How it works

Microsoft Internet Explorer 5 and above come with some fancy built in features, one of which is the ability to allow you to add items into the context menu (the menu that pops up when you right-click your mouse or press the context menu button on your keyboard). When you select any of these items, a web page is opened separately to the page you were viewing. There are two options, the page can open without being displayed, so you would not even know it is there, or the page can be displayed as a window without any menus. If the window is used, the main page cannot be accessed until the window is closed. For more details about this feature, see

If you want to use this feature, I have created two .reg files for each menu item to install or uninstall the scripts. Many people will be frightened to hear that I am tampering around with the Windows registry so to put their minds at ease, I will talk you through what I have done.

The installer files are as follows:

This file will work with regedit 4 and above (Win 9x, ME, NT4, 2K, XP)
[HKEY_CURRENT_USER\Software\Microsoft\Internet Explorer\MenuExt]
This is the key where user created context menu items are held - if it does not yet exist, this line will create it
[HKEY_CURRENT_USER\Software\Microsoft\Internet Explorer\MenuExt\Resize &Window]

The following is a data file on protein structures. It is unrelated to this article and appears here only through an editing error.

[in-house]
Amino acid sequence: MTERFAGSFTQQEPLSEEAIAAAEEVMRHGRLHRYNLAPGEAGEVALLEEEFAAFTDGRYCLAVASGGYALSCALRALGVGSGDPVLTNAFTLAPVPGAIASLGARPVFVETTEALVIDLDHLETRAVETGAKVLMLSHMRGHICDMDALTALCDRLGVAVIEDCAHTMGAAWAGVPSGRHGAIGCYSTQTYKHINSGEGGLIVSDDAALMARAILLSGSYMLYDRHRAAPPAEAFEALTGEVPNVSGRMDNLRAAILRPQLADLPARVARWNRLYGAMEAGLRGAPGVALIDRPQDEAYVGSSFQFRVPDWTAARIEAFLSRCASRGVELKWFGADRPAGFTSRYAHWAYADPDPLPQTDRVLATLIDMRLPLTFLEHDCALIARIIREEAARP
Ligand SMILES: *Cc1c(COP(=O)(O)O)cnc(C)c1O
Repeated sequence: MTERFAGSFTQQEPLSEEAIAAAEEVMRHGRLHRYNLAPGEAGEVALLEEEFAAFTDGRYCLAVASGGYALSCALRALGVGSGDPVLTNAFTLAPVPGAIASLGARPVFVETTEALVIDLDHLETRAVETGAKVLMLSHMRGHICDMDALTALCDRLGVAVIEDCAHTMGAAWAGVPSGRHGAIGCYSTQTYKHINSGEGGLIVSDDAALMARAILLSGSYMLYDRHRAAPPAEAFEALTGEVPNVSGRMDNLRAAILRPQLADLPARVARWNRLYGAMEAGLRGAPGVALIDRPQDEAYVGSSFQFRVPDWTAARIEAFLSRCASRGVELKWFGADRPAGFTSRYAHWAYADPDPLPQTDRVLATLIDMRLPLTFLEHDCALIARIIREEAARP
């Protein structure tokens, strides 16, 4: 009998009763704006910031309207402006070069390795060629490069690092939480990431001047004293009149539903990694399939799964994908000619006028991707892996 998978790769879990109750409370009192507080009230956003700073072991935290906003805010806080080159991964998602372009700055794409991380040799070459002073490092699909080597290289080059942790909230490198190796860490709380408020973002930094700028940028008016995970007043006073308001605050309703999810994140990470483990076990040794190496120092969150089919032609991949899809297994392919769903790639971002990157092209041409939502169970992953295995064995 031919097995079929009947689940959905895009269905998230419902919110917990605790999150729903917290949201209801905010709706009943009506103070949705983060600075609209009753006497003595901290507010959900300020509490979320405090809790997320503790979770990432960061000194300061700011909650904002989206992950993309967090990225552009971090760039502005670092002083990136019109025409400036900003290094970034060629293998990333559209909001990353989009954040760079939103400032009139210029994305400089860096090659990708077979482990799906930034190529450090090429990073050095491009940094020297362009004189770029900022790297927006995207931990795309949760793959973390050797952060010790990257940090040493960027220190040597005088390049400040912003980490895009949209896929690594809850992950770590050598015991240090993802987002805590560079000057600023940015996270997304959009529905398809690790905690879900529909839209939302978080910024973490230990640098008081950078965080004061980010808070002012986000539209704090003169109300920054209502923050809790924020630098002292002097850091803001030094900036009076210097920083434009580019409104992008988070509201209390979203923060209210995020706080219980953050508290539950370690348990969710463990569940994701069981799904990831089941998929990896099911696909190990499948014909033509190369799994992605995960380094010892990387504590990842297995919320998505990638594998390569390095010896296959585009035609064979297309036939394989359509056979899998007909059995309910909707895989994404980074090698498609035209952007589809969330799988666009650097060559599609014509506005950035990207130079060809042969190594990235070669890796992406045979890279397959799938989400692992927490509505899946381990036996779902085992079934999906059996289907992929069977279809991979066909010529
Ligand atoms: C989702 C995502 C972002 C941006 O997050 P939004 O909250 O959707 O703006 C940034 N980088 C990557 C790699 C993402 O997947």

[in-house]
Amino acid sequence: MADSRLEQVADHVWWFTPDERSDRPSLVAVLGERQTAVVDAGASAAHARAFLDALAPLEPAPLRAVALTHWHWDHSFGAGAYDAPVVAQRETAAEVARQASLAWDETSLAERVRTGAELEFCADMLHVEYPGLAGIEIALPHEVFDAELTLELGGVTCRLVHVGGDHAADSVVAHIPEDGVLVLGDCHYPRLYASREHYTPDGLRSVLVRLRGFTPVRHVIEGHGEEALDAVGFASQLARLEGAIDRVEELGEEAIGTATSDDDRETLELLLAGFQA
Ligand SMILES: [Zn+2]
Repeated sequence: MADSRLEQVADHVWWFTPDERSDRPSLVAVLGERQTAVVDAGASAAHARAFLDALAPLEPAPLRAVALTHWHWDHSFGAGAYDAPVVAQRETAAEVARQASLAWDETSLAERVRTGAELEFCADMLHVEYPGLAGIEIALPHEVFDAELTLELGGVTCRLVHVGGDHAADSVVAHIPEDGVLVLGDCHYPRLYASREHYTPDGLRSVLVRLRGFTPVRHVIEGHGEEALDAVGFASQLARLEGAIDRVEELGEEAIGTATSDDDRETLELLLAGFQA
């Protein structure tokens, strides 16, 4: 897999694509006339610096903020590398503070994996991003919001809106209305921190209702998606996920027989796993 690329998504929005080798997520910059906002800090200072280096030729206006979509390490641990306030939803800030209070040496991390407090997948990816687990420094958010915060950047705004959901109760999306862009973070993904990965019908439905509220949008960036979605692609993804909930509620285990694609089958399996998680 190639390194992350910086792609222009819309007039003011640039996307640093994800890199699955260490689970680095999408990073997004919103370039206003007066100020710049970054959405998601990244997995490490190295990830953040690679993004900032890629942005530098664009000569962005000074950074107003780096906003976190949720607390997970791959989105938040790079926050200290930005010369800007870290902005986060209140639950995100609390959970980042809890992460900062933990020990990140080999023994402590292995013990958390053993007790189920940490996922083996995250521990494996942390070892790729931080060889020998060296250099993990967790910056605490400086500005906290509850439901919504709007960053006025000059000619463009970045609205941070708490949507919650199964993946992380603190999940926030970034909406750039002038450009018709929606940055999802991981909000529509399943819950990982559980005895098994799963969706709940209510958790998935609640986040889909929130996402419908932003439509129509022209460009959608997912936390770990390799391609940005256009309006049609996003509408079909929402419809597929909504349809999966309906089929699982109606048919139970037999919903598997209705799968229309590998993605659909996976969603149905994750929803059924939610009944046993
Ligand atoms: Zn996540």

This creates a key called Resize Window. From now on, the context menu will have a new menu item called 'Resize Window'. The 'W' will be underlined and may be used as a keyboard shortcut
This tells Internet Explorer where to find the page it will use for that menu item. You will need to change this if you decide to put it somewhere else
This tells Internet Explorer to use a window to display the page, not to hide it
This tells Internet Explorer to only show the menu item if some text is selected

The uninstaller files are as follows:

This file will work with regedit 4 and above
[-HKEY_CURRENT_USER\Software\Microsoft\Internet Explorer\MenuExt\Resize &Window]
This deletes the registry key so the menu item will no longer appear in the context menu. I will not delete the other key because there is a chance that you have other context menu items - I do - and deleting the parent key would also delete them

For your security

Editing the registry is a very powerful tool in Windows and if exploited could cause severe system failure. It is essential that you ensure your own security by checking the .reg files to see that they do only run the commands as I have stated above. I give you my personal assurance that these files will ONLY do what I have shown you but who am I? Do you trust me? It is always best for you to check the official documentation to prove that a .reg file only does what it says.

This site was created by Mark "Tarquin" Wilton-Jones.
Don't click this link unless you want to be banned from our site.